Why Don't You Ask for Help? One Woman Knows How to Overcome This Challenge and Achieve a Work-Life Balance
Whether it's a higher salary or more help at home, women struggle with support. Elayne Fluker, an author and podcast host, has the secrets to overcoming this common problem.
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The road to entrepreneurship can be a challenging one and, for women in business, it's made even harder due to a lack of support. Elayne Fluker is determined to change that. After a 20-year career in the media industry, she launched her very own podcast, "Support Is Sexy;" to date, she's interviewed over 500 women from all over the world about their businesses, including lessons on how other women can empower and reinvent themselves.
"A lot of women feel that in order to prove our worth or that we've 'made it,' you have to somehow do everything by yourself," says Fluker in explaining what she calls "I've Got It" syndrome, which she characterizes as being unable to accept support that is offered. "Having it all doesn't mean doing it all alone." Fluker even admits to this pitfall in publishing her newly released book on the topic, Get Over "I Got It": How to Stop Playing Superwoman, Get Support, and Remember That Having It All Doesn't Mean Doing It All Alone ($17.99, amazon.com). "I had to walk my talk," she says. "I had to ask for support." To that end, Fluker tapped her very own Facebook group with over 400 members, to find a book agent; someone offered the name of an author-turned-agent who was looking for submissions. And to Fluker's surprise and delight, it was someone she knew already. "That was a telling example of asking for support," she says, "because you never know—it might be supposed that you just missed, or didn't see, but that opportunity is there."
Overcoming this automated self-reliance may sound simple to remedy but Fluker knows that, for many women, it's just not that simple. She points out that, in a society where women are still fighting for equality on all fronts with their male counterparts, being perceived as inadequate against set expectations on the work front can be devastating for their career advancement. "As women, at least in the United States still, we get paid less than men just because we're women," she says, citing statistics by the U.S. Department of Labor. Although salary compensation for women lags behind that of our male counterparts in the United States (for every average dollar white men earn, women earn just 82 cents, which Fluker points out represents a loss of $1 million over the course of their career for women of color), oftentimes we are expected to be the problem-solvers both at home and in the office. It's this same "unapologetically ambitious woman" who, Fluker says, has the hardest time asking for assistance.
If you find yourself longing to make moves, Fluker offers her advice on how to achieve goals in your career by leaning into your support system.
Be aware of your habits.
Fluker says that once she became aware that she herself suffered from "I Got It" syndrome, things started to shift in her life. Of the tendency to overburden yourself (and possibly suffer unnecessarily as a means to progress), Fluker admits, "It's something that I have to constantly get over, for sure. It's a continuous practice."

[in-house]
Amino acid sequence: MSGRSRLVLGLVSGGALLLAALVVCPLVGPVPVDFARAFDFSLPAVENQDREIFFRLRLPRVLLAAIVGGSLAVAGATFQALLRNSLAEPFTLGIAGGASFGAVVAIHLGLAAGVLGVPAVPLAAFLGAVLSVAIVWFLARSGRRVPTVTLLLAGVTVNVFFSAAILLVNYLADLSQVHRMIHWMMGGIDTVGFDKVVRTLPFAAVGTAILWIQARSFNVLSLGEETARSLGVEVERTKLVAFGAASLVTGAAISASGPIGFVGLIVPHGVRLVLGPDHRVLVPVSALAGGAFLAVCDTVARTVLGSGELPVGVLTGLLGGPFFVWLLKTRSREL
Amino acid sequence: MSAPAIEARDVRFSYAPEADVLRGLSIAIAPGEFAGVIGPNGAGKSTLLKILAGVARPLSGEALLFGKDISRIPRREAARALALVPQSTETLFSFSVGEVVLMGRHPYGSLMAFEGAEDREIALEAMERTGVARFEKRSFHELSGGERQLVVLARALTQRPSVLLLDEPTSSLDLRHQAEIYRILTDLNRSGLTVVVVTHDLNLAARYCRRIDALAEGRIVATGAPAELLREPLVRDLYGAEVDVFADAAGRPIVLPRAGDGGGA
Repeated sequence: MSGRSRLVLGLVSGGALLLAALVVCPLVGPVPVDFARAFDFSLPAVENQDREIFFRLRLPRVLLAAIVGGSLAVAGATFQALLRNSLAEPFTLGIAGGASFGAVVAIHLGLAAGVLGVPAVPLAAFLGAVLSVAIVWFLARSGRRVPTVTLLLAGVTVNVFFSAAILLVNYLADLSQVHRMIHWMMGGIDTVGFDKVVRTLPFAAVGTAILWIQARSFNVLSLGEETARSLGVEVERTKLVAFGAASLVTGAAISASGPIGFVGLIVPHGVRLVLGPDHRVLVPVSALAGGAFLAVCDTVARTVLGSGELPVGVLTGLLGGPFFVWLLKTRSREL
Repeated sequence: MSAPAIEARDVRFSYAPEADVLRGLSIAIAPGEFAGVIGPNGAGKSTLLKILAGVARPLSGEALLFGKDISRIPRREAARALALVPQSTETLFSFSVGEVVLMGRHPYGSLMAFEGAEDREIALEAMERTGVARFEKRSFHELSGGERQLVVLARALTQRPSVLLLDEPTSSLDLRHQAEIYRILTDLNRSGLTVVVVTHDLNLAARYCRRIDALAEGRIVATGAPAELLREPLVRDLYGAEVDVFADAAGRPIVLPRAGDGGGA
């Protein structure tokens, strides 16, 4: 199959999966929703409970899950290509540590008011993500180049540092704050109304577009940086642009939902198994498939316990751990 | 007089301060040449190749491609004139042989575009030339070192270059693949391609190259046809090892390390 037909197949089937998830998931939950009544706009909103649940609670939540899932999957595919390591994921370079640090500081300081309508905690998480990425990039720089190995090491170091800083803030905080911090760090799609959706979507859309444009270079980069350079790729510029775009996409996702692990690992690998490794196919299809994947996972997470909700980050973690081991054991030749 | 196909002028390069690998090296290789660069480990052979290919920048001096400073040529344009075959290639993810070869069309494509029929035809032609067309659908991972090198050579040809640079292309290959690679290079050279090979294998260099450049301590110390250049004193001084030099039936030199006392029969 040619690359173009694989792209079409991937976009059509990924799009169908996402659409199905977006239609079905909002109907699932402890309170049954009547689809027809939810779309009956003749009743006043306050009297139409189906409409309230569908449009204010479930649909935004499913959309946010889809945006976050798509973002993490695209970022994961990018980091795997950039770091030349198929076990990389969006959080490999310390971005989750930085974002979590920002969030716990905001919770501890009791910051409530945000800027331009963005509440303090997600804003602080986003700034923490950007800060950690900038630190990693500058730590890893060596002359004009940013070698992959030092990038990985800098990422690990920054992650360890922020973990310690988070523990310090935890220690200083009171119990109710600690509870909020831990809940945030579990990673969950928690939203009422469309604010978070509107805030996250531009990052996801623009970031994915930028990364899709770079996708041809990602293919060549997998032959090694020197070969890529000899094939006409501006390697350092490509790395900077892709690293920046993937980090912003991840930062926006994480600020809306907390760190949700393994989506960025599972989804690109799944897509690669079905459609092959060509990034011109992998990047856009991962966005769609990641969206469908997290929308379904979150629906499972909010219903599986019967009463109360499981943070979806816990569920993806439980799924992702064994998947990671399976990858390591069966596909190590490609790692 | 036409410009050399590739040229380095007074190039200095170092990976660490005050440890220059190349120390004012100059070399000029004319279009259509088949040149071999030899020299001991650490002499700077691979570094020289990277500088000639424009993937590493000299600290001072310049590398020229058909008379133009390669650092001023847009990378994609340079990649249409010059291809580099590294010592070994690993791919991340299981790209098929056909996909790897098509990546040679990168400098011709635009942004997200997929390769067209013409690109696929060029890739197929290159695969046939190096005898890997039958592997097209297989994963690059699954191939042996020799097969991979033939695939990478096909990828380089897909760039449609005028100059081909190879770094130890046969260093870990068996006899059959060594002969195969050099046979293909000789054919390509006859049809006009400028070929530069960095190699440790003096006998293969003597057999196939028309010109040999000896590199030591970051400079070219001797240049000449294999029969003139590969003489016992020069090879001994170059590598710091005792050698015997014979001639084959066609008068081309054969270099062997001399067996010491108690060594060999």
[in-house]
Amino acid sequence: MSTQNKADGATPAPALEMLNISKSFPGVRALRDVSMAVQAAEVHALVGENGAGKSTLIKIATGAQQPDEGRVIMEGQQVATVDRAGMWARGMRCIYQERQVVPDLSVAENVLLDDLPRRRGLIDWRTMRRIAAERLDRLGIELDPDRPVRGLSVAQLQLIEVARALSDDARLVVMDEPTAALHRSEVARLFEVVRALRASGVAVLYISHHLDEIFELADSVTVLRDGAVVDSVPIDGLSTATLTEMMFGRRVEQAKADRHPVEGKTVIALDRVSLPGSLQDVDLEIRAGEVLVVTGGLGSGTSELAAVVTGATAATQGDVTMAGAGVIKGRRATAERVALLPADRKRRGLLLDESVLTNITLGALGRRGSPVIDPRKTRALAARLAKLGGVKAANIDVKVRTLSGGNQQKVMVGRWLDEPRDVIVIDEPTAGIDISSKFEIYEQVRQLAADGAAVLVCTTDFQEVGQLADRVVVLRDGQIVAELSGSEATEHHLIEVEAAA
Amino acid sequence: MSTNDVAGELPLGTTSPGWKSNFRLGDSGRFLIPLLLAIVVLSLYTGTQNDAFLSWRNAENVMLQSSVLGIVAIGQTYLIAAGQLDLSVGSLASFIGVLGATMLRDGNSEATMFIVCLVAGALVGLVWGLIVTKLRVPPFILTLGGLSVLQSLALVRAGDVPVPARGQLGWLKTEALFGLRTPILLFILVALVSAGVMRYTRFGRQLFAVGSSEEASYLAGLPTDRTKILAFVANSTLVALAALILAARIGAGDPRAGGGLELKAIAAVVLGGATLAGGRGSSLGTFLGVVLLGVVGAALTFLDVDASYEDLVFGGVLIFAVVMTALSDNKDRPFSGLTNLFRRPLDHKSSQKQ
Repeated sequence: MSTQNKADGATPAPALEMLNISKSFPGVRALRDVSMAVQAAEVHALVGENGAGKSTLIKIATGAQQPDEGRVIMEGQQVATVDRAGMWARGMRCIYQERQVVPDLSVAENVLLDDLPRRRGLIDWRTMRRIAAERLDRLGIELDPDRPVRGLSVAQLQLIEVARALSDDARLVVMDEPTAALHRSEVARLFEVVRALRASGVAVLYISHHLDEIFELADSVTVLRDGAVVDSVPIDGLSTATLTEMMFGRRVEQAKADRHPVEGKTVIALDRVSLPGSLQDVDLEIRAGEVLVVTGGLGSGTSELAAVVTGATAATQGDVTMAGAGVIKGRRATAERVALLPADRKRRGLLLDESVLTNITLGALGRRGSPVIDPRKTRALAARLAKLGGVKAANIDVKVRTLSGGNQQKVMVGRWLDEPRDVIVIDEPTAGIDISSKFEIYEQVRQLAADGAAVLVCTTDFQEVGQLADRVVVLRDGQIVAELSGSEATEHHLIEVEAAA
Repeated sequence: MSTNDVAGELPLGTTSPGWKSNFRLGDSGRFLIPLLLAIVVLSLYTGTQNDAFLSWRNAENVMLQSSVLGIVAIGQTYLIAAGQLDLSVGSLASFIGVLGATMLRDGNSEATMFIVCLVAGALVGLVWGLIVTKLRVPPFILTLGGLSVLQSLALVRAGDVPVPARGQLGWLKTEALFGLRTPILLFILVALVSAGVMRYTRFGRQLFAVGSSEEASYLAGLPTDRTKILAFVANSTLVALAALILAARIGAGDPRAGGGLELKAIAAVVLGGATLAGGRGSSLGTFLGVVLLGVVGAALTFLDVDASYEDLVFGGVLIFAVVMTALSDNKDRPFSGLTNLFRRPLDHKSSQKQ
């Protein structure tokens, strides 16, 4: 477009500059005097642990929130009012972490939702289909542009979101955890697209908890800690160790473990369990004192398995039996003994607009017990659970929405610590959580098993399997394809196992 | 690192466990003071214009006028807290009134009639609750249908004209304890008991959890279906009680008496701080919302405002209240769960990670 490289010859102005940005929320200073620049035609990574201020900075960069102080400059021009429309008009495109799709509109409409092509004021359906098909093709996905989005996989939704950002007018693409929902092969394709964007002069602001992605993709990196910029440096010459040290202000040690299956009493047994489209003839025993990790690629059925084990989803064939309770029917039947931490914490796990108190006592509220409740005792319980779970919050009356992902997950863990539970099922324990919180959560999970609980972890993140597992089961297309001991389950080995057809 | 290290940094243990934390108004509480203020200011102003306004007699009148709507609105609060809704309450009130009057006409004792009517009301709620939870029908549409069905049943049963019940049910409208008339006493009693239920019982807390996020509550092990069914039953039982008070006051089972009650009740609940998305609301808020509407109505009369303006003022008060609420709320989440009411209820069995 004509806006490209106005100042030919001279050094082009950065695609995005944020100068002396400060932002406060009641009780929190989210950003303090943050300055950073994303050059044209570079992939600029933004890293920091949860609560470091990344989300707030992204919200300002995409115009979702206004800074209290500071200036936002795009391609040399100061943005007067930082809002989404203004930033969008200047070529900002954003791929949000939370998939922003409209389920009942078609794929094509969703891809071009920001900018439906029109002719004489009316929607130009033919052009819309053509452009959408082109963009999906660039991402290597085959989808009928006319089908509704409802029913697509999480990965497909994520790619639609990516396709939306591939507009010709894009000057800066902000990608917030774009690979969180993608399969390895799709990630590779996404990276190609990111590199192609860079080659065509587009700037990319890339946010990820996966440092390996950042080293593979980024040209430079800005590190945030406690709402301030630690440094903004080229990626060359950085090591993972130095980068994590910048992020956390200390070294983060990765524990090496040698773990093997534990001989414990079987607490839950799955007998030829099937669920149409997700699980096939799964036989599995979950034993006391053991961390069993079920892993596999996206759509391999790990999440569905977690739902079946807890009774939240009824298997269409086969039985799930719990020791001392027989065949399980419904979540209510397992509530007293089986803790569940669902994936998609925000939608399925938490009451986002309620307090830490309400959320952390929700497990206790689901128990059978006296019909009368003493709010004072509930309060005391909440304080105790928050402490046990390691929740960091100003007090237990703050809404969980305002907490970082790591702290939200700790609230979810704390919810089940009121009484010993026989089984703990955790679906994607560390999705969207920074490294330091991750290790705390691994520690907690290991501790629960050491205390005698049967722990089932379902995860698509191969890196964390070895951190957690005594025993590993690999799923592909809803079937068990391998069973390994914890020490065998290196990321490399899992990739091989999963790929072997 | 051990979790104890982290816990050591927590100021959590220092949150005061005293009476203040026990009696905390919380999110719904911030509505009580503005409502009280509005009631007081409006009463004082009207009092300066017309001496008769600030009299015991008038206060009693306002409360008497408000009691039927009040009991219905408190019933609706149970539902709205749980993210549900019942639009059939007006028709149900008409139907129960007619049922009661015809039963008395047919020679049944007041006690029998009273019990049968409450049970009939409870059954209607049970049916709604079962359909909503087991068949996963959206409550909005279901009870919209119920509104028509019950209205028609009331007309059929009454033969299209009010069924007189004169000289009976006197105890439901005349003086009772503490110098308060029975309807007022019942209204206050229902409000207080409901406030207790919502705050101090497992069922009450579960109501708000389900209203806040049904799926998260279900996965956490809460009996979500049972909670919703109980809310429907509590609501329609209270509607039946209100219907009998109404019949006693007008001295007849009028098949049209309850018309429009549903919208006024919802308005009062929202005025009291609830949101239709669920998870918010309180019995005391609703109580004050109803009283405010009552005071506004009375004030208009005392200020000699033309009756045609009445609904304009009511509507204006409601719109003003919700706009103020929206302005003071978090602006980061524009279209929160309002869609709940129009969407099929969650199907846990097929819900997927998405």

Show up for yourself.
Flukers believes that tennis star Naomi Osaka bowing out of the French Open to maintain her mental health was a powerful example and message for all women to witness. "That was [Naomi] showing up for herself, so that's what support also looks like," says Fluker. "Showing up for yourself—whether that's healthy boundaries, saying no when you need to, sometimes saying 'yes' when you need to, taking a break—whatever that looks like for you, that's showing up for yourself."
Make meaningful connections.
During the pandemic, Fluker created a series called "The Wine Down," wherein she invited women to connect and share their personal experiences. During a recent trip to Mexico, Fluker says she was encouraged to explore her dream of living abroad after witnessing her friend and fellow entrepreneur, Akinah Rahmaan, founder of Banana Skirt, thrive following her big move to Mexico. While there, Fluker met Nubia Younge, founder of Black in Tulum, and says the experience not only broadened her network, but opened up new professional opportunities.
Define what matters to you.
Fluker believes that too many women are operating from a stance of whether they "should" do something ("Should I do this? Should I do that?") and, in the process, diminishing their own personal power. "What success looks like for me is going to look different than what success looks like for someone else," she offers. She offers several exercises in her book, one of which is taking stock of the various aspects of one's life (financial, spiritual, health, relationships, work) and deciding what really matters, getting clarity on the vision, and identifying steps to create that vision. "For me, success is fulfillment," she adds. "I help women embrace support and feel fulfilled."
Have a mindset open to possibilities.
In one of the chapters of her book, Fluker shares the work of Dr. Srini Pillay who believes, "It's not about what's probable, it's about what's possible and what's possible is completely open." Fluker says she's examined for herself what the possibilities are for her life quite a bit in the last year, and she's grateful that she can work from everywhere. "What's important to me is making sure my parents are safe and taken care of, which they are," says Fluker. "Maybe I move to Mexico for a few months, or a few years, and work from there. I don't know, but I'm open to the possibilities."
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